Donald Trump’s supporters are truly unmatched in their fandom for the former president. After announcing a 2024 Presidential bid, Trump is once again pushed to the center of a media frenzy. A mid-December announcement of a non-fungible token (NFT) drop has given plenty of ammo to opponents of a Trump presidency. Critics are labeling the Trump NFTs as a grift. And yet, they show Trump can still leverage astonishing amounts of merchandising revenue from even the slow-rolling NFT space.
NFTs have had little momentum going for them in recent months. Many had labeled the digital tokens a fad, at least in their current digital art niche. And in the second half of 2022, many of those critics probably feel quite vindicated. Trading volume had dropped 97% between January and September of this year, and price declines show that the market isn’t the cash cow it once was.
No project exemplifies this like the Bored Ape Yacht Club NFT collection. Consistently ranking among the top NFT projects, not even Bored Apes have escaped NFT volatility. At the time of FTX’s early November collapse, Bored Ape prices were down 82% from their peak prices.
Meanwhile, Donald Trump has seen his own share of volatility. The former President, though looking to secure a second term, is struggling to hold the enormous momentum among Republicans he once held. Trump has seen a drastic decline in support from GOP voters after his campaign announcement. Political commentators suggest that Trump is in for a major struggle among his own political allies, too, speculating a run by the once-Trump ally Governor Ron DeSantis and others.
Obviously, there are rough waters facing both Trump and the NFT industry. Though, the former President has proven that he still holds enough support to turn a dying industry into a personal cash cow.
Trump NFTs Net Former President Millions in 12 Hours
The Trump NFTs were immediate joke material. First teased by Trump as a “MAJOR ANNOUNCEMENT,” the big reveal left much to be desired. The tokens themselves have also been heavily ridiculed for their looks. Not to mention, folks on social media have pointed out that the art featured on them borrows from stock imagery found across the internet. And yet, with their obvious faults, Trump has been able to leverage the news for millions.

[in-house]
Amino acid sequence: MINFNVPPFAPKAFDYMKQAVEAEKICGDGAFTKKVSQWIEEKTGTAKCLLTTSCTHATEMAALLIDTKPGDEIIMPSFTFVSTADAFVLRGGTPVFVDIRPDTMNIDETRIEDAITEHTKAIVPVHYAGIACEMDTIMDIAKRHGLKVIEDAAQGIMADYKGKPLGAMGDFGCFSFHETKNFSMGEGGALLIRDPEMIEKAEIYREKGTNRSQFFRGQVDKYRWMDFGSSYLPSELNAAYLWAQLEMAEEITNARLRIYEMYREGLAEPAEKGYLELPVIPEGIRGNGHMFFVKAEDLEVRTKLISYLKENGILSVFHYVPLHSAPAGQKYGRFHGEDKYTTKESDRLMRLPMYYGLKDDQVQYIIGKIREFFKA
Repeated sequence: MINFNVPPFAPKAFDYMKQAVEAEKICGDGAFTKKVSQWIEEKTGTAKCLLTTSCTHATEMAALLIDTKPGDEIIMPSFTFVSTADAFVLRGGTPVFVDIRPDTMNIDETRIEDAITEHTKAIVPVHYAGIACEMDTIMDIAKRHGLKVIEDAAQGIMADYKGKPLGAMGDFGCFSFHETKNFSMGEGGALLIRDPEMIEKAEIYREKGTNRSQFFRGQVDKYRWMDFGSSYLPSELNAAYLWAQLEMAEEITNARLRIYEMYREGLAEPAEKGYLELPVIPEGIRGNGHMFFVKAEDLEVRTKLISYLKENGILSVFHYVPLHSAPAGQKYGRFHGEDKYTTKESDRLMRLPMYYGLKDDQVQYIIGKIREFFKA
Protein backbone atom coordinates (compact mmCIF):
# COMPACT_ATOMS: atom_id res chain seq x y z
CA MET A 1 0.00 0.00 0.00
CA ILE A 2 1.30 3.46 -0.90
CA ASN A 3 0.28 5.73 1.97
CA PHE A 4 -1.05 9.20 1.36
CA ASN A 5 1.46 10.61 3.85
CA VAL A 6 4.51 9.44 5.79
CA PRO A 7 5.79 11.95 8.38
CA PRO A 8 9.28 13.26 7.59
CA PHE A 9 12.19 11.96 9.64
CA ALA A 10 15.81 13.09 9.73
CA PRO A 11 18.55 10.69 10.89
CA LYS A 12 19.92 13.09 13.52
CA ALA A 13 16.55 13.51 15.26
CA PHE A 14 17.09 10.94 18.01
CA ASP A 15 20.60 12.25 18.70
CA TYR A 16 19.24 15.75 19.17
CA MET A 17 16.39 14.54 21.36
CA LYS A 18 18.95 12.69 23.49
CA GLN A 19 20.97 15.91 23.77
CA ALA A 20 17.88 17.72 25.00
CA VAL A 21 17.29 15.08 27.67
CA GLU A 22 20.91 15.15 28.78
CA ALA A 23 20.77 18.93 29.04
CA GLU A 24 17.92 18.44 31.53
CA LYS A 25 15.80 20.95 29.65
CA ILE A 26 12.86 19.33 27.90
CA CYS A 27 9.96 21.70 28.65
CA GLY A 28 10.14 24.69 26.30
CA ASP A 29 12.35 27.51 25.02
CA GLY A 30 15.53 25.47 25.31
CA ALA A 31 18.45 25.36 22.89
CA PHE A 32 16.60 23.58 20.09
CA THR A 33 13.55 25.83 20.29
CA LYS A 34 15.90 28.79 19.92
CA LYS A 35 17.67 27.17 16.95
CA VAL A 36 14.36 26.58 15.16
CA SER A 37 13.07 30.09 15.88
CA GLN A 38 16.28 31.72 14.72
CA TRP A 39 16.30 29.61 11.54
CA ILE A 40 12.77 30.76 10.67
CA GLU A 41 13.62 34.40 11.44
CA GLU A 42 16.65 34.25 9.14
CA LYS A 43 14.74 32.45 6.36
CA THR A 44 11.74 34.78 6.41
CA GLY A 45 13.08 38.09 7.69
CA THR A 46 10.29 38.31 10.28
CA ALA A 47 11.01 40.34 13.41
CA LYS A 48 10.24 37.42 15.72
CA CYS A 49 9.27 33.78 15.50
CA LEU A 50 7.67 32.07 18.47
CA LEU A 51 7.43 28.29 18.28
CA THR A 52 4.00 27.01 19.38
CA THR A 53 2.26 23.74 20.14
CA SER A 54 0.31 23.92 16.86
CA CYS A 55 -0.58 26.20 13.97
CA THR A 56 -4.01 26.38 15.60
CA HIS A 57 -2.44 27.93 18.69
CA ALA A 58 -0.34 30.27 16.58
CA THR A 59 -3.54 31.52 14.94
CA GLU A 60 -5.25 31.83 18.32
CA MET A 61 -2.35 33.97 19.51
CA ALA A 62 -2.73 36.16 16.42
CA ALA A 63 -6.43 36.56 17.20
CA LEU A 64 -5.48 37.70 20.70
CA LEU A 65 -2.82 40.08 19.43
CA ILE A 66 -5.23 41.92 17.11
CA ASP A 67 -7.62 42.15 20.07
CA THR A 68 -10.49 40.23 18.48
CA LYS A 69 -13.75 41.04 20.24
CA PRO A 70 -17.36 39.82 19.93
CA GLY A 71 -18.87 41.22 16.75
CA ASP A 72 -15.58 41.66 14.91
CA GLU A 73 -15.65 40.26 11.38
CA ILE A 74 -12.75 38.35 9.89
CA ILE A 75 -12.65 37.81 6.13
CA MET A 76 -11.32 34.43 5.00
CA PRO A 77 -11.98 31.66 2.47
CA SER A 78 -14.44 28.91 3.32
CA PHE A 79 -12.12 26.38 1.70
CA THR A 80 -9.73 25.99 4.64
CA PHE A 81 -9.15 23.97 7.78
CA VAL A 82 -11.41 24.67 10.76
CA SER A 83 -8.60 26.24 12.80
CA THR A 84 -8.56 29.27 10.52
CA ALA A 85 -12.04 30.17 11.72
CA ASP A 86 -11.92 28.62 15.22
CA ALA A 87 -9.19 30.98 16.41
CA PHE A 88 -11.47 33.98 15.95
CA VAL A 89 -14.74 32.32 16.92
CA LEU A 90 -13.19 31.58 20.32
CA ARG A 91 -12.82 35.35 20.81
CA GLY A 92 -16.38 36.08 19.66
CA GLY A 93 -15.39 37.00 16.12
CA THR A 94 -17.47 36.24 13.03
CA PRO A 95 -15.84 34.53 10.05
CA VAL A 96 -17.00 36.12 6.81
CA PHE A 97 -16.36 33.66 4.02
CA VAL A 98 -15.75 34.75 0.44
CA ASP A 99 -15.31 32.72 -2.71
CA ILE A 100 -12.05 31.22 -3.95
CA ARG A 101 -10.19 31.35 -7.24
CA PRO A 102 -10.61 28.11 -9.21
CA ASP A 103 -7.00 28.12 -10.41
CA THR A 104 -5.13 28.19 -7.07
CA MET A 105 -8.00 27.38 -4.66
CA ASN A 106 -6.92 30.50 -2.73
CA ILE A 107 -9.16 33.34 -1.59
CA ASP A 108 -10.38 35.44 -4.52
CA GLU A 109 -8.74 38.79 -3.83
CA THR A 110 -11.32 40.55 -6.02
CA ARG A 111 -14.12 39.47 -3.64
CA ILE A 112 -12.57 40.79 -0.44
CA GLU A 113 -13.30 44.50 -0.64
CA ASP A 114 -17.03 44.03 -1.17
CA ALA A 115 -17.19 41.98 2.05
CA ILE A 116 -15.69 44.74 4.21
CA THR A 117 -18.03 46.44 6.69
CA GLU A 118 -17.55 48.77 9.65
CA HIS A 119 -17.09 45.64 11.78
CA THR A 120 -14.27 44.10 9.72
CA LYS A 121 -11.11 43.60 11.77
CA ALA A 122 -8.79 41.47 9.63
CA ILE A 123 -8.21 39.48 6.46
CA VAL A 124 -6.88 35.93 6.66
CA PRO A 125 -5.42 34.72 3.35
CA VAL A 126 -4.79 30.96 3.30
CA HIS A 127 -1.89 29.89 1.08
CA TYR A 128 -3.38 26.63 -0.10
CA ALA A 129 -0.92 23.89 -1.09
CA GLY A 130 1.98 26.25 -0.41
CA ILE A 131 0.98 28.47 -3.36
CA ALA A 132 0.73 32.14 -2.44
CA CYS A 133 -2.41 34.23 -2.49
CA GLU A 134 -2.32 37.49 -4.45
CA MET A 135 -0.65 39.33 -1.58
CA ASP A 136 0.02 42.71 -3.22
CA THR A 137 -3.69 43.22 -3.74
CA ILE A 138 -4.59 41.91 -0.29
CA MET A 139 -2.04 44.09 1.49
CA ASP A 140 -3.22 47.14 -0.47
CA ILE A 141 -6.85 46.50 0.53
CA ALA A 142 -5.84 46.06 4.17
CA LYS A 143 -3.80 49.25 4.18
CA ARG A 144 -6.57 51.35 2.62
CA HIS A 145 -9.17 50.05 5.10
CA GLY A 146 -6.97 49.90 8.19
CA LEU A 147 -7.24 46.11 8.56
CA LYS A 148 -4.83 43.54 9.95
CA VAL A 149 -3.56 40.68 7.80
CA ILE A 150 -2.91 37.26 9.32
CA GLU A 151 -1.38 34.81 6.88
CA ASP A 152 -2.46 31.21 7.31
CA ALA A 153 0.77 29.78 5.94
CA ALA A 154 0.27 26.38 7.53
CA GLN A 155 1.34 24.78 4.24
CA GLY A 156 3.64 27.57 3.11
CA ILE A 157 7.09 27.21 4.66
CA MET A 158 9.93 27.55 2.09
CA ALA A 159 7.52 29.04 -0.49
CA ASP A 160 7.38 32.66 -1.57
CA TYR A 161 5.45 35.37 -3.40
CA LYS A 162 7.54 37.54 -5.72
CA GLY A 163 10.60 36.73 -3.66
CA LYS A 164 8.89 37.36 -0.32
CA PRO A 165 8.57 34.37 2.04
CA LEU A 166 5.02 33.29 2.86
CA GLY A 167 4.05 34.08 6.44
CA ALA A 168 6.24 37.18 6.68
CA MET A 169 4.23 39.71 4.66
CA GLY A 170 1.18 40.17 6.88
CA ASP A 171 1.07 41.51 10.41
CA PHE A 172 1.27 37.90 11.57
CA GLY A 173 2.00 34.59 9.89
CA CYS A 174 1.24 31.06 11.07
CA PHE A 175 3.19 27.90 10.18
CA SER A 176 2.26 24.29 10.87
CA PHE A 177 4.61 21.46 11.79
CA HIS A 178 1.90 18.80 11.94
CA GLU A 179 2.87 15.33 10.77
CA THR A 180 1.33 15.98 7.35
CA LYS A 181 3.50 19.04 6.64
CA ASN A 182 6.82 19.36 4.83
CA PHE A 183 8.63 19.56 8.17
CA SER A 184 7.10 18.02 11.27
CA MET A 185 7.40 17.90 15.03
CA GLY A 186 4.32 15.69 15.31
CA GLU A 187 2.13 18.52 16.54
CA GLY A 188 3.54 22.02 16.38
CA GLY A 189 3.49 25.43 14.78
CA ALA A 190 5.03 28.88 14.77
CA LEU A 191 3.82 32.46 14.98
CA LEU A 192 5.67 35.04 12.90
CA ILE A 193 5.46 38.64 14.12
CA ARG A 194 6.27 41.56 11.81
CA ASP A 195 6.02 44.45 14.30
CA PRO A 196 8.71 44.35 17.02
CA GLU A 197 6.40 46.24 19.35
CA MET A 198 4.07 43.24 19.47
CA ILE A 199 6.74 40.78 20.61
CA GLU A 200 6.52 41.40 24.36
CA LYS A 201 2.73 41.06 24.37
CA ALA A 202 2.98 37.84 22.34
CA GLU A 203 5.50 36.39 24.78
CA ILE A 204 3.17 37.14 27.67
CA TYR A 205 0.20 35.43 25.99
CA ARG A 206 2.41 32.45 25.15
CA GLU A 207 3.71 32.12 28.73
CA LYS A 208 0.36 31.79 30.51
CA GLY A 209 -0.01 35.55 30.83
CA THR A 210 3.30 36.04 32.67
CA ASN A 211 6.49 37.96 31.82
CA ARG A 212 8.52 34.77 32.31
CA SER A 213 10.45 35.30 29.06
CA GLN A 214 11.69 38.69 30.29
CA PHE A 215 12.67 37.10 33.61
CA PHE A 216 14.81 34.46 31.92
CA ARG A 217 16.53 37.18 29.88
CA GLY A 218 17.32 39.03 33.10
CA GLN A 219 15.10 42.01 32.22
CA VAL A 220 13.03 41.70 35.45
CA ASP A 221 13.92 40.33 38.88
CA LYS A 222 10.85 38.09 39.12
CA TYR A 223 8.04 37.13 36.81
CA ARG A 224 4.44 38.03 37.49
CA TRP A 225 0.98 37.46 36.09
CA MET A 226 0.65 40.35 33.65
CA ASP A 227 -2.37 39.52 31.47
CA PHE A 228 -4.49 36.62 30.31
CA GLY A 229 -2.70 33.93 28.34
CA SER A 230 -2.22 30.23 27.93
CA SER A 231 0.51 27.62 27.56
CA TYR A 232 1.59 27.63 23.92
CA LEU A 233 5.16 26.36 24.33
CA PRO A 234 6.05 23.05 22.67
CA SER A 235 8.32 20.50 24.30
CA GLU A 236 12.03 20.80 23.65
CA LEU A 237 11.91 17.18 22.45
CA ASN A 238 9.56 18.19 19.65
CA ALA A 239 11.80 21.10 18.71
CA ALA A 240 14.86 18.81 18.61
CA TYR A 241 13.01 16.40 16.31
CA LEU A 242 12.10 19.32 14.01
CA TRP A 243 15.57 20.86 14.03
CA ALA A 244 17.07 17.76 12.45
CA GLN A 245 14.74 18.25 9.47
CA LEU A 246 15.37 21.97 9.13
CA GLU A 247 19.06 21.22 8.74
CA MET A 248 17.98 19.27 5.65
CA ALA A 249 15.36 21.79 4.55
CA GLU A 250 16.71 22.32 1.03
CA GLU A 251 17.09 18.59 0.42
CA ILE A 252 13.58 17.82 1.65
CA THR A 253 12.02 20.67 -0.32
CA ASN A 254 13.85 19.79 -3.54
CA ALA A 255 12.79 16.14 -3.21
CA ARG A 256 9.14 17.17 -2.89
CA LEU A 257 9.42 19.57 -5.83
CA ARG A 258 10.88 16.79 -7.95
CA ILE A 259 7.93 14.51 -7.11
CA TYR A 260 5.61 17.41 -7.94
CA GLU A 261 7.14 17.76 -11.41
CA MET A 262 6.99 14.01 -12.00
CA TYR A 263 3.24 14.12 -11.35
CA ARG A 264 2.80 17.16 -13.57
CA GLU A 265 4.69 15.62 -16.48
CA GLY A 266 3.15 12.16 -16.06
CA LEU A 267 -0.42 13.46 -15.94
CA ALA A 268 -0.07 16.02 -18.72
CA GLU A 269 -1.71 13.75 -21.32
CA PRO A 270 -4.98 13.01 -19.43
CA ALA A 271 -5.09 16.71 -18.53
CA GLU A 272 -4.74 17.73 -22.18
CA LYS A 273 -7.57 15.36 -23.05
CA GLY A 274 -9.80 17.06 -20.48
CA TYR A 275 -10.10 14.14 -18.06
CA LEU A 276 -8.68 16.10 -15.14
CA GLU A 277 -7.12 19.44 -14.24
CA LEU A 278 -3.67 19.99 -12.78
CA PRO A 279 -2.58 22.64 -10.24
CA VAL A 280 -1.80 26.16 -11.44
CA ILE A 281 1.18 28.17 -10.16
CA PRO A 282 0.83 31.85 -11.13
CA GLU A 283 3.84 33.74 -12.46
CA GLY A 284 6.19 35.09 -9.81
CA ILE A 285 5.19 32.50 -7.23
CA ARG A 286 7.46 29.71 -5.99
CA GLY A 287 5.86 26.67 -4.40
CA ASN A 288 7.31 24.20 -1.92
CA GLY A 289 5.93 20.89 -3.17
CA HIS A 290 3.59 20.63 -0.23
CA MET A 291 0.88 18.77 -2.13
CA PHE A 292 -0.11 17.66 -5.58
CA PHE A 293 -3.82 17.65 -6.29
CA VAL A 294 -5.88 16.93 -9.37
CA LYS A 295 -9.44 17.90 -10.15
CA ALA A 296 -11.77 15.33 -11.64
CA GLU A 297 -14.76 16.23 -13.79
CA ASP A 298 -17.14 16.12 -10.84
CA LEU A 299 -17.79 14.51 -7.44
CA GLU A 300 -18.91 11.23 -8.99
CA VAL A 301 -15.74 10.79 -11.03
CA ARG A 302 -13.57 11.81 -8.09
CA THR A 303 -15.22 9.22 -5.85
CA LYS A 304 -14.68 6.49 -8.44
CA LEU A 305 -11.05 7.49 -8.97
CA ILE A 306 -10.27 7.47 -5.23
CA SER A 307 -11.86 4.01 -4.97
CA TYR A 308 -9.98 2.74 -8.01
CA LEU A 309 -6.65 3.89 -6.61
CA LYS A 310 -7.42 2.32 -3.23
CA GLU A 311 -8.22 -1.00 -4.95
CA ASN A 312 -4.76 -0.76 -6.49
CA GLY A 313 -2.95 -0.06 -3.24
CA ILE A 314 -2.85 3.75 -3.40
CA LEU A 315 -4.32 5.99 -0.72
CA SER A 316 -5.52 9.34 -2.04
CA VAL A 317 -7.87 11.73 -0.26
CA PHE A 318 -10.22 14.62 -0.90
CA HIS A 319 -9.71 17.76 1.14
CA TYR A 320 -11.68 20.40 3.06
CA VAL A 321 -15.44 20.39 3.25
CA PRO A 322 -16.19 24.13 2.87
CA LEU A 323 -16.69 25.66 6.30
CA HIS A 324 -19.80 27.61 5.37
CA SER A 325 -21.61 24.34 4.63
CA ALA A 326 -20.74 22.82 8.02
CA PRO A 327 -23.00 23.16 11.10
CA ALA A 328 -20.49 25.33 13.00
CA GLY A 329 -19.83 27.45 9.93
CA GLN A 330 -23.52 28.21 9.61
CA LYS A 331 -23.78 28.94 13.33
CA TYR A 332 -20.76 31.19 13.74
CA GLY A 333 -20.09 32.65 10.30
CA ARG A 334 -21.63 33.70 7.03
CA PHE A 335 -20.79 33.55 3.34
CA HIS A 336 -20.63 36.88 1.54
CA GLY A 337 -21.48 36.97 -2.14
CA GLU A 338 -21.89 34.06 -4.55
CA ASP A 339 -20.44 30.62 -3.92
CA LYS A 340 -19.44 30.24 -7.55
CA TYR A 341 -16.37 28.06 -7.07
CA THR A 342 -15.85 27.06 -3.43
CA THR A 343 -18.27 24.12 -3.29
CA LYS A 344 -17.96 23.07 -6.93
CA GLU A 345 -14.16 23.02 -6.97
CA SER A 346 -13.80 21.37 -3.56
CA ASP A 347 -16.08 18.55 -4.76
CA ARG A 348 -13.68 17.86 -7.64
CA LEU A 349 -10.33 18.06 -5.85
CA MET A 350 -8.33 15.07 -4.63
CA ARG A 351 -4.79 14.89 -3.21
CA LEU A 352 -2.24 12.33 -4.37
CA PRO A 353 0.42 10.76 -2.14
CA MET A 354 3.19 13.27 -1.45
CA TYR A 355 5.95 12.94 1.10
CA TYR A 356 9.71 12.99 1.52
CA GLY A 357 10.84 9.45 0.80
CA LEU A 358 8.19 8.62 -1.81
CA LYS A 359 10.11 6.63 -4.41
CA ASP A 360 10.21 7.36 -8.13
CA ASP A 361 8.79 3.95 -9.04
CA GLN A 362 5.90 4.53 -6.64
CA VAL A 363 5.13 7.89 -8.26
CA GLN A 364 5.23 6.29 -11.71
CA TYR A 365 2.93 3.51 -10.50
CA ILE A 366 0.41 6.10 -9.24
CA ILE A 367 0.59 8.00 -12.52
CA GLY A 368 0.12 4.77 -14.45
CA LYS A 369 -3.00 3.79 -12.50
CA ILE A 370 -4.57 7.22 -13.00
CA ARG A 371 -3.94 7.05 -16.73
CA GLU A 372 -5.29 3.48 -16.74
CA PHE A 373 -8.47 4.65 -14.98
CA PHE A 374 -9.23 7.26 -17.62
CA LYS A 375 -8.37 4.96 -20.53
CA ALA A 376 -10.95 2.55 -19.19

Priced at $99 apiece on release, Trump released a whopping 44,000 tokens for purchase on Dec. 15. Less than 12 hours later, all 44,000 had sold. Even after paying the hefty 10% creator fee, the sale netted just over $3.9 million. That’s no small change, especially for an NFT industry that has seen far better days. Though, it’s unclear how much money Trump will personally get out of the release; the company behind the sale is an LLC called NFT INC, with a mailing address located at a Utah UPS store.
Data from OpenSea shows the buyers of this collection represent some of the most fervent Trump fans. The total number of owners of these NFTs is just 15,420 users. This means that on average, each purchaser bought three different NFTs for about $300. Many of these buyers are getting their money’s worth out of flipping the tokens, and they’re proving quite successful. The average Trump NFT is reselling at about 0.25 Ethereum (ETH-USD), or about $300 apiece. Some have even sold for as high as $900.
Of course, the news has brought in a fair bit of ridicule, even from the Saturday Night Live writers’ room; after all, there are fewer topics criticized more in 2022 than NFTs and Donald Trump. Regardless, political opponents should be taking note of the sale as a point of concern heading into the 2024 race. His support might have tanked since 2020. But, Trump has demonstrated an astonishing ability to pull funds out of any industry, struggling or not. The success of the NFT sale might even push the former President to bring back Trump Steaks for a second go.
On the date of publication, Brenden Rearick did not have (either directly or indirectly) any positions in the securities mentioned in this article. The opinions expressed in this article are those of the writer, subject to the InvestorPlace.com Publishing Guidelines.